Budget 2015 – what next for travel and subsistence rules?
With the Budget now less than a week away, contractors are looking on with interest to see what next steps the Government will announce regarding its plans to tighten rules on travel and subsistence reliefs for ‘overarching contracts of employment’. In an article originally posted on www.itcontracting.com , I shared my views on the Government’s proposals.
The Government’s stated intention so far has been to restrict what it sees as unfair practices through which tax relief rules are ‘exploited’. However, its objectives are clearly based on a fundamental misunderstanding of the realities of the contractor workforce. In reality, the new rules could unfairly punish a highly vibrant segment of the workforce.
Any new measures to expose and close loopholes used by unscrupulous operators should certainly be welcomed by all. Unfortunately, the proposals set out in the Government’s now closed discussion document haven’t done that, instead unfairly tarring all contractors and employment service providers with the same brush.
This flexible workforce now numbers almost 1.7 million individuals, and is acknowledged as a crucial component in helping us all through the recession. But the Government seems wholly unaware of the unique working activities and circumstances that differentiate contractors from permanent employees or traditional ‘temp’ workers.
Travel and subsistence reliefs for this workforce reflect a genuine need by individuals who are required to frequently and rapidly relocate for short term and usually relatively unsecure assignments. HMRC’s proposals would ironically unfairly penalise hardworking workers who have chosen to be contracted at a series of temporary workplaces.
All about the money?
The financial incentive for HMRC can’t be ignored in understanding its motivations. However, the belief that HRMC will be able to automatically recoup its £400m p.a. perceived loss just doesn’t stack up to scrutiny.
It’s widely acknowledged that this £400m is a gross figure – with no contingency made for the impact of contractors moving across to any new employment models.
HMRC also hasn’t fully considered the wider tax raising implications of contractors’ working activities. The extra fuel duty alone created by the contractor workforce almost entirely neutralises any loss to the exchequer through reliefs.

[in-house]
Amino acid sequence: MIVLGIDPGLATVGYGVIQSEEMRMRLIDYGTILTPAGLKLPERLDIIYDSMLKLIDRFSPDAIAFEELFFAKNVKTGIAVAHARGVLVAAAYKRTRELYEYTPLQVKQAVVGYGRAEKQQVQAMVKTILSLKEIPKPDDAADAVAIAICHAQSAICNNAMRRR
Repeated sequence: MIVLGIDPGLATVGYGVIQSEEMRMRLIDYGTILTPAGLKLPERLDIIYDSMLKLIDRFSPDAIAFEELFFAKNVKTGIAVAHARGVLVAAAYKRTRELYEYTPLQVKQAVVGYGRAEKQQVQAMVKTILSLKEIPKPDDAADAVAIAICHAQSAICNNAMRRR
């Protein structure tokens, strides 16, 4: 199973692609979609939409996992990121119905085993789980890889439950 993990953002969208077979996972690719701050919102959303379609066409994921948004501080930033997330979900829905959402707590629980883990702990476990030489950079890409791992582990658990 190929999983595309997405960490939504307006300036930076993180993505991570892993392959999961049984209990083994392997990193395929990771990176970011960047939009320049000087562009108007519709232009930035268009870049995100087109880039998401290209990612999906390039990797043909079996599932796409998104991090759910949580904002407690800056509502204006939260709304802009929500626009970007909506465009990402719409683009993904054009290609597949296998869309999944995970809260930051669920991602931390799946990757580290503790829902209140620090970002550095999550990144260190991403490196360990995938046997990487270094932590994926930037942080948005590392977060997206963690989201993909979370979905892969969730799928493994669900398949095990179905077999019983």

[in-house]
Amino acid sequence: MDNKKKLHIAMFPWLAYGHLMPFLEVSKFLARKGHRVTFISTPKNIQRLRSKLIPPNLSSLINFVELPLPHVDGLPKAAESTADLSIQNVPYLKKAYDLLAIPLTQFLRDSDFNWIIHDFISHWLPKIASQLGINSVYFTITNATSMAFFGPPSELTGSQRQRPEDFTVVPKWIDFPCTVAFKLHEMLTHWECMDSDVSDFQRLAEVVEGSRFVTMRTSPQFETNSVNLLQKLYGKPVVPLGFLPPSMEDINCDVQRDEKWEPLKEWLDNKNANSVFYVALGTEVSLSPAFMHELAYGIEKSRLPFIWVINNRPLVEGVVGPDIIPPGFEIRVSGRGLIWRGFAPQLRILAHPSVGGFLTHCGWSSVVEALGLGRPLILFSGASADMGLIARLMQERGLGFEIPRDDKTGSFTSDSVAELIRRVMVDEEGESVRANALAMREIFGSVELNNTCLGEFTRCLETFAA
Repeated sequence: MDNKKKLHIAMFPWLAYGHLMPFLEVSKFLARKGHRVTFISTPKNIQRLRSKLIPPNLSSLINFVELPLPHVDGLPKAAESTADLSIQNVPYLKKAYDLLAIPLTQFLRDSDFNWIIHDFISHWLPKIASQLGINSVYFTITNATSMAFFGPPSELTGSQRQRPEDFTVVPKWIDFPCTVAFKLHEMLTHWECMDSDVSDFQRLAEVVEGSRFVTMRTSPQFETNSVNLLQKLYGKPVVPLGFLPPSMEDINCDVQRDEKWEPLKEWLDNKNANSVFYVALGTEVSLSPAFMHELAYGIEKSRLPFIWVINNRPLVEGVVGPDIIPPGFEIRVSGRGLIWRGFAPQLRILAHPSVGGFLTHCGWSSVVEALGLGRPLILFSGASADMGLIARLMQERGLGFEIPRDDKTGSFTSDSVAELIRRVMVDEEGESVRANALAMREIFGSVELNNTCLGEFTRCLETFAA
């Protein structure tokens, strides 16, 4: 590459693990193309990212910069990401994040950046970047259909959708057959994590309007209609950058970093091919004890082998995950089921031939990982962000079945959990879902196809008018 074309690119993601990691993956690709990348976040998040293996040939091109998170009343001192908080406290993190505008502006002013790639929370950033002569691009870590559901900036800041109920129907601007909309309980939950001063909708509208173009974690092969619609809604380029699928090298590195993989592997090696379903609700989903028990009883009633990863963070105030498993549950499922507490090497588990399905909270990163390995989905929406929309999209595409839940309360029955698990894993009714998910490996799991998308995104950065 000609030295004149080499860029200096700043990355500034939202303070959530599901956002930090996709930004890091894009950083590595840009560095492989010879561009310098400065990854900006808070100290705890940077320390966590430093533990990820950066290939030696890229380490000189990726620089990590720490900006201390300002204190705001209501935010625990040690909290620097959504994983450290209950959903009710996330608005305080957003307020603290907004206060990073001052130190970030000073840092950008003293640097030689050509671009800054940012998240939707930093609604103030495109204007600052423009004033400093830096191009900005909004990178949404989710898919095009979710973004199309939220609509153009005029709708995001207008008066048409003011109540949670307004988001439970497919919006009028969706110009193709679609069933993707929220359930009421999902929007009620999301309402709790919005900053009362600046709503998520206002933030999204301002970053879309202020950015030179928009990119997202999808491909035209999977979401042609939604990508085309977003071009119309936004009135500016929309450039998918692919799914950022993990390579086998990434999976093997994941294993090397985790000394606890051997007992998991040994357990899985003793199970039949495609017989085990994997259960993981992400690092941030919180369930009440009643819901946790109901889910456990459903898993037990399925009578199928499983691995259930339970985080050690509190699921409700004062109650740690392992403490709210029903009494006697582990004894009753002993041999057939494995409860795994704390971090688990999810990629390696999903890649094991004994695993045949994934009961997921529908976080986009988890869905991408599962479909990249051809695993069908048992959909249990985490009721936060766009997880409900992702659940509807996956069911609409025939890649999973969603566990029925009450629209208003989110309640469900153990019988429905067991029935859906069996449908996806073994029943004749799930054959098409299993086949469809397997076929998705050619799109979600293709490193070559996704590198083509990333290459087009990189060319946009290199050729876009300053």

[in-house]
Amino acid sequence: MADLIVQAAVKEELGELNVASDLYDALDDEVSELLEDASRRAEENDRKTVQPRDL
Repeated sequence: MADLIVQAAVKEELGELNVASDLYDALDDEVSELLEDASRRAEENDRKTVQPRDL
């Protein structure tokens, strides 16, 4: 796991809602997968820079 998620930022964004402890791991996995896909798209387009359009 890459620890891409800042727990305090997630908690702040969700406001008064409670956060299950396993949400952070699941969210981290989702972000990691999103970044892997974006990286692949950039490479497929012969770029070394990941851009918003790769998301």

Closing travel and subsistence reliefs could actually reduce HRMC’s net take, as service providers are forced to look for new interpretations of the rules. This was exactly what happened with the closure of composite companies and onshore intermediaries legislation, after all.
A better approach would be to instead clamp down on the lax auditing and reporting of allowance claims. By really getting tough on unscrupulous operators, it’s not inconceivable that around half of the claimed £400m annual loss could be recouped fairly quickly.
Who will be hit?
If the current proposals are enacted without any amendments, the lower end of the market will be the most affected. For these contractors, reliefs are essential to making assignment working worthwhile.
Fortunately, with new legislation most likely not coming into force until 2016, there should be time for the industry to respond and provide alternative options for these workers. The real danger is that non-compliant providers may use the opportunity to create evermore inventive ways to abuse the rules.
This could make it even more difficult for legitimate service providers to compete with non-compliant offerings.
Now is not the time for kneejerk reactions based on misconceptions of the contractor market. Instead, new legislation should actively support the vital contribution flexible workers make to our economy. After all, HMRC has stated that its goal is ensure that ‘arrangements that do not seek to exploit the tax rules are not affected’ by any proposals at Budget 2015.
So I’m hoping that I’m being overly pessimistic and that the Government will actually have listened to the counterarguments that were put forward during the discussion period. Until Wednesday, it’s a waiting game.